California companies with no women on their boards are going to have to quickly up their diversity game. California SB 826, which took effect Jan. 1, 2019, requires that all publicly traded companies headquartered in the state have at least one female director by the end of this year – and a minimum of three by 2021 for companies with six or more total directors. Information technology companies may be particularly vulnerable.
Why is this important? Not only could non-compliant companies face financial penalties, but a growing body of research suggests connections – though not necessarily causation – between board gender diversity and financial performance1 and innovation,2 and previous studies by MSCI ESG Research have shown the connection to employee productivity.3 More importantly for these businesses, board gender diversity has become a key focus of some global asset owners, such as Japan’s Government Pension Investment Fund (GPIF),4 as well as large U.S. asset owners, including CalPERS5 and the New York City Pension Funds.6 Other investors may follow in their footsteps.
Is California dreaming?
As of Nov. 27, 2018, 14% of the 364 California-headquartered constituents of the MSCI USA IMI had all male boards. The biggest hurdle for meeting the 2019 deadline may belong to Silicon Valley – nearly half of companies with all-male boards were in the information technology sector. Tech may find itself scrambling to comply with the 2021 requirement, as well – more than 100 companies will need to add female directors to comply with the law. This list includes some big names, such as Facebook (currently 2 of 9 directors are women) and Apple (2 of 8).
Number of California companies falling short of mandates
|Sector||2019 Requirement||2021 Requirement|
Source: MSCI ESG Research. Data for MSCI USA IMI as of Nov. 27, 2018.
Despite mandates, growth in female representation on boards has slowed globally
While the California law may force some faster progress in female representation on U.S. corporate boards, it’s unclear how much it may move the needle, globally. Similar mandates have been implemented for publicly traded companies in 14 other countries ranging from Norway and France to India and Malaysia, with several additional jurisdictions having quotas for state-owned businesses. As of Oct. 16, 2018, mandatory quotas were under consideration in Canada, Brazil, South Africa and the EU. The data shows that mandates with teeth have been effective.
Even so, our most recent Women on Boards progress report found board gender-diversity growth slowing overall, despite pockets of progress. In 2015, we projected that women would represent 30% of boards globally by 2027, under average board refreshment scenarios. We now expect it to take two additional years, until 2029, before the 30% women on boards threshold is met across the MSCI ACWI Index. 30% representation is a threshold at which there is general agreement that minority group members start to have more influence and contributions. It is targeted most notably by the 30% Club.7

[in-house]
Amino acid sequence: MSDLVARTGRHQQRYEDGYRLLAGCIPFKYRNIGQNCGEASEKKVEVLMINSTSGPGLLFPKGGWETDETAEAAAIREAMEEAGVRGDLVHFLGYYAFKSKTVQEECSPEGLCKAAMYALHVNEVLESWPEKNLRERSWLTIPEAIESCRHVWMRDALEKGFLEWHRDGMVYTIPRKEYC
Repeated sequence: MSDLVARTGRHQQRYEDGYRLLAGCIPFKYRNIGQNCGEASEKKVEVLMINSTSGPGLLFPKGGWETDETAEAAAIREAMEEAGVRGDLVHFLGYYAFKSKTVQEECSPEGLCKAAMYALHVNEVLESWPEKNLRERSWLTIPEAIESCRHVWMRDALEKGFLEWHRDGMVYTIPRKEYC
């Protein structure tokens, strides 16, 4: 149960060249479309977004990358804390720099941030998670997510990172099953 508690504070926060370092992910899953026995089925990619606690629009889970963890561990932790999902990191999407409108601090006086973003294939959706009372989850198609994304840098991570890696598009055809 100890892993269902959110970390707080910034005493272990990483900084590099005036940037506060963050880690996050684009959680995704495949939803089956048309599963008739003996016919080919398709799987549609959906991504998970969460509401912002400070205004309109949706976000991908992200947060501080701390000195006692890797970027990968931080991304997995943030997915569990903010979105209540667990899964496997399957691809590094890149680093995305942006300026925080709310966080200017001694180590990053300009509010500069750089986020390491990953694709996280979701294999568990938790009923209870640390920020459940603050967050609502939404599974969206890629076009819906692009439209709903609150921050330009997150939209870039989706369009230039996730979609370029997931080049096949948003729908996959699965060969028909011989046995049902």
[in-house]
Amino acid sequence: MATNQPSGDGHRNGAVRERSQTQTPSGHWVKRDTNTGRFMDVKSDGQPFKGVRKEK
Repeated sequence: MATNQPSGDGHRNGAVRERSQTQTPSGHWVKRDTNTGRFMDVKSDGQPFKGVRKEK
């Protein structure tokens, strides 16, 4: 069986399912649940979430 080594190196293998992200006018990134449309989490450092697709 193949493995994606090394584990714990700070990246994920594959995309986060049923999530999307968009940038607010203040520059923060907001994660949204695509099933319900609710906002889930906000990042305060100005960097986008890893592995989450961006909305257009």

Projections for reaching 30% women on boards have worsened
Source: MSCI ESG Research. Based on constituents of the MSCI ACWI Index.
The boys' club needs to expand or increase its members’ dues
Silicon Valley represents disruptive progress on many fronts, but they’re going to need to find top female board talent relatively quickly or risk being left behind. Non-compliance with the California law carries a penalty of USD 100,000 for the first violation and USD 300,000 for each subsequent violation. Plus, some major global investors are starting to pay closer attention to how many women have a seat at the table.
The author thanks Morgan Ellis for his contributions to this post.
1 Carter, N.L., J. Wagner and S. Narayanan. (2011). “The Bottom Line: Corporate Performance and Women’s Representation on Boards (2004-2008).” Catalyst.; Credit Suisse Research Institute. (2014). “The CS Gender 3000: Women in Senior Management.”
2 Hong, L. and S. Page. (2004). “Groups of Diverse Problem Solvers Can Outperform Groups of High-ability Problem Solvers.” Proceedings of the National Academy of Sciences, Vol. 101, No. 46, pp. 16,385-16,389.; Forbes. (2011). “Fostering Innovation Through a Diverse Workforce.” Forbes Insights.; Hewlett, S.A., M. Marshall and L. Sherbin. (2013). “How Diversity Can Drive Innovation.” Harvard Business Review.
3 Eastman, M. (2018). “Women on Boards and the Human Capital Connection.” MSCI ESG Research.
4Mooney, Attracta. “Japan’s giant pension fund warns on lack of gender diversity.” Financial Times, Feb. 2, 2018.
5Jacobius, A. “CalPERS turns focus to board diversity in proxy voting.” Pensions&Investments, Sept. 17, 2018.
6 Cutter, H. “New York City Claims Progress on Board Diversity.” The Wall Street Journal, Jun. 27, 2018.